Textiles and the Triplett Sisters

Professional Quilters in Philadelphia


When we were researching quilters who made BAQ’s we were searching for evidence of who might have made a living creating those quilts or at least supplemented their income. Evidence of women who advertised as quilters or sold quilt blocks was limited, and therefore researchers tended to explore dressmakers or milliners as possibilities. In Philadelphia, the first reference to a quilter in a Philadelphia Business Directory occurs in 1820. Beulah Wilson was listed as a quilter on Poplar Lane near Front. She made a living as a quilter for more than 10 years. In the 1830 edition of the Business Directory, she added mantua maker along with quilter. Also, Mary Hopper and Jas. Strain were listed in later directories as quilters only. Ads in the Philadelphia newspaper seeking quilters for employment appeared in August 1846 to...

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Join the Quilting Fun in 2024!


Happy New Year! I’m having a hard time believing it is almost 2024. However, when I think of the quilting fun to come this year…I’m ready. I hope you are ready to join us too! Don’t forget that our 2023 Triplett Sisters Block of the Month Album Quilt with Half-Blocks was complex enough to continue into the new year. So, that means there is still plenty of time to join us! Everyone works at their own pace so you won’t be behind. If that quilt isn’t your style, The Triplett Sisters BOM for 2024 is just getting started and is very different in size and style. Prussian Blue Star Center Medallion is 40” x 40” and has some piecing making it a change of pace from our previous quilt. There is an option to make it...

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Quilting Supplies in Philadelphia


When I hunted for quilting supplies in Baltimore Maryland, the earliest references in the newspaper ads were 1849 for quilting scissors or Album blocks. (Here is a link to the article.) However, in Philadelphia, we see ads for “quiltings” and “double back quiltings” as early as 1832-33. A hunt for a 19th century dictionary or reference book to define the phrase didn’t magically appear, even after digging. I did find an ad that noted it was quilted fabric with 2 backings for extra warmth. By 1840s Dry Goods stores advertised, quilts and counterpanes for sale, as well as quilting frames. Starting in January 1842, there were ads for wadding and quilting cotton. This cotton batting was available in black or white sometimes for as cheap as 6 cents or 35 cents for a dozen. One reference...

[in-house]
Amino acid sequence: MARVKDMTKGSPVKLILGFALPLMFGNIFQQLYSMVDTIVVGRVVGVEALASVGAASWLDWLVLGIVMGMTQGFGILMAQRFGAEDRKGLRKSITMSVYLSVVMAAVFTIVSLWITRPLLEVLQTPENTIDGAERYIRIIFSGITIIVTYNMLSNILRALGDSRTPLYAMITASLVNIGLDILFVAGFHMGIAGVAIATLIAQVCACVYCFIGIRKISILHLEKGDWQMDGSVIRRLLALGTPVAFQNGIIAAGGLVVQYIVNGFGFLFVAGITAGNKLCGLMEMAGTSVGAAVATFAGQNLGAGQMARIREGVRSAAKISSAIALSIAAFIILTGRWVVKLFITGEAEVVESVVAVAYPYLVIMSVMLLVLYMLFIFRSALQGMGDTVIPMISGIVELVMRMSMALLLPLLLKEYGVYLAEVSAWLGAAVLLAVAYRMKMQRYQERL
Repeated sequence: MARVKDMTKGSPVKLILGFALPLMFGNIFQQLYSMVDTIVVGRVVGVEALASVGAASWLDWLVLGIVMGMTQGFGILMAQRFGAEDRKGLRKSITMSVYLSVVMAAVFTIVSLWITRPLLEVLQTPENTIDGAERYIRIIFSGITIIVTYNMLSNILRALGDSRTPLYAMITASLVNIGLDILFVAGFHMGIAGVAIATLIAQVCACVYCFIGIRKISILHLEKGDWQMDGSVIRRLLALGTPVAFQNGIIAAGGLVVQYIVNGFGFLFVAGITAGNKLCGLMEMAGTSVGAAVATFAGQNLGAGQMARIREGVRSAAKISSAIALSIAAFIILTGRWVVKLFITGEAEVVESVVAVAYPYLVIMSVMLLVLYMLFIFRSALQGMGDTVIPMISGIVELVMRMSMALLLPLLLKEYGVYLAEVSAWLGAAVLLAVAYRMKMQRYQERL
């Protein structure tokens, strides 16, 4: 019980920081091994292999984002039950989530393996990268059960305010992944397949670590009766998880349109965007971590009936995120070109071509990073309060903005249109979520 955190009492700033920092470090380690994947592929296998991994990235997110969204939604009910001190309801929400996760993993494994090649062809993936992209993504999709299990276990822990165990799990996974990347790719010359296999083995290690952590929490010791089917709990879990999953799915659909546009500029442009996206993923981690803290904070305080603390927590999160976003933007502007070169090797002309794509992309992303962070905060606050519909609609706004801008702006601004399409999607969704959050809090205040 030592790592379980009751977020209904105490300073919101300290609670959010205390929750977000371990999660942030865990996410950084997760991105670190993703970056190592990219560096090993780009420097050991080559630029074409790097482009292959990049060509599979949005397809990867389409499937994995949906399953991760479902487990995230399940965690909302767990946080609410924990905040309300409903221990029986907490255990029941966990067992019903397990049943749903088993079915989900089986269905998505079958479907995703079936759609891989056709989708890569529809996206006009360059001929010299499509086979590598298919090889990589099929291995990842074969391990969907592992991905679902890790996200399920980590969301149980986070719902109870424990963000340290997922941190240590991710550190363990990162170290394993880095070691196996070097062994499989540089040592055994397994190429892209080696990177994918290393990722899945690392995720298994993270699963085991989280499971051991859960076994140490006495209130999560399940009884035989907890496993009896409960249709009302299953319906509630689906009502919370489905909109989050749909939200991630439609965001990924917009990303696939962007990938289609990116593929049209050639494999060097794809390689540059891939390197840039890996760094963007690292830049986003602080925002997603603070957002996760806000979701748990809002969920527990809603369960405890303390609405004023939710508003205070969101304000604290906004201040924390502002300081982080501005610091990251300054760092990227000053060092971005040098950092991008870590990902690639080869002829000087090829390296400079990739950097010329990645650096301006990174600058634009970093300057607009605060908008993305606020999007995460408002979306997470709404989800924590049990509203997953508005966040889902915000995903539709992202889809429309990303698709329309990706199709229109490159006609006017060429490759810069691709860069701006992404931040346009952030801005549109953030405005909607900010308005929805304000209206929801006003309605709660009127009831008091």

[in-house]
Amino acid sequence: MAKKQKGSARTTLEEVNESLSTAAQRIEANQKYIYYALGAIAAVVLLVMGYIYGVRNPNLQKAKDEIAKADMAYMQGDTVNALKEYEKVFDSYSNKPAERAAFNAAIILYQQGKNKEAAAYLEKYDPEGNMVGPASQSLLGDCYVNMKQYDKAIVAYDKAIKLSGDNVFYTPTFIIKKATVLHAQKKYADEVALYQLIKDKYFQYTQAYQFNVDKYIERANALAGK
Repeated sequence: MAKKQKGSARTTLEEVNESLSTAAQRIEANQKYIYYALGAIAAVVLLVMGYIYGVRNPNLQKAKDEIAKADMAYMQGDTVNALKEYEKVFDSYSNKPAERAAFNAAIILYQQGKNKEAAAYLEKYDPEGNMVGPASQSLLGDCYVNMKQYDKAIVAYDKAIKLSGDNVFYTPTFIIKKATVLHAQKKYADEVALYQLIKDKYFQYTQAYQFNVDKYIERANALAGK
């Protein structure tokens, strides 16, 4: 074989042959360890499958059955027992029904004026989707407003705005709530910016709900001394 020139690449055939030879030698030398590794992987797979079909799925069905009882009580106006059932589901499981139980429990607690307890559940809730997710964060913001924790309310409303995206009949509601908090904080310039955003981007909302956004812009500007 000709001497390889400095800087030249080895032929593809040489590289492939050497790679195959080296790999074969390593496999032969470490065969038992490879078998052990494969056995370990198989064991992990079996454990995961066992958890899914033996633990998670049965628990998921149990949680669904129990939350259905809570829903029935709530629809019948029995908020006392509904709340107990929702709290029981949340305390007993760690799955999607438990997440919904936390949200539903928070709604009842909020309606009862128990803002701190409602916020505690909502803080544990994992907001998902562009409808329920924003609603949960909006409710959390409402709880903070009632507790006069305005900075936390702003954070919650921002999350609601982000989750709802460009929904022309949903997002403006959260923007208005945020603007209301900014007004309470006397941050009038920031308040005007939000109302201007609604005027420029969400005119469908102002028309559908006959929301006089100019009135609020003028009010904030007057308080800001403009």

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Quilt Sales in Philadelphia


I promise we will continue to share our BAQs research, however it seems appropriate to show how some of these research topics related to Philadelphia and the inscribed applique quilts that were appearing in that region in the mid-nineteenth century. Philadelphia was one of the oldest cities in the nation and was in the forefront of pivotal events that shaped our country. Would it prove to be in the forefront of quilting as well? In the instance of businesses selling BAQs in Baltimore, we see pawnbrokers and auction houses advertising selling quilts as early as 1843. (Here is a link to the blog article about businesses selling BAQs) In Philadelphia, we see the sales by pawnbrokers and auction houses advertising quilts as early as 1837…more than 5 years earlier. In his ad, G. W. Smith, a...

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BAQ's: Borders


Although we are still gathering photos for our Pinterest page to help us learn more about the Baltimore Album Quilts, it has become apparent that there are quilts with matching borders. In fact, I’ve identified five groups with five or more quilts in the group. Several of the borders are very distinctive, complicated borders that would be difficult and require a lot of time to do one side, let alone four sides. Is this a sign of a professional quilter, a workshop, a church group of ladies working together or simply a pattern being replicated? Does it mean the professional quilter made the whole quilt, or just added borders to a friendship quilt made at a quilting frolic? The rose border, (which has sometimes been credited to Mary Evans because of the style of rose) matches...

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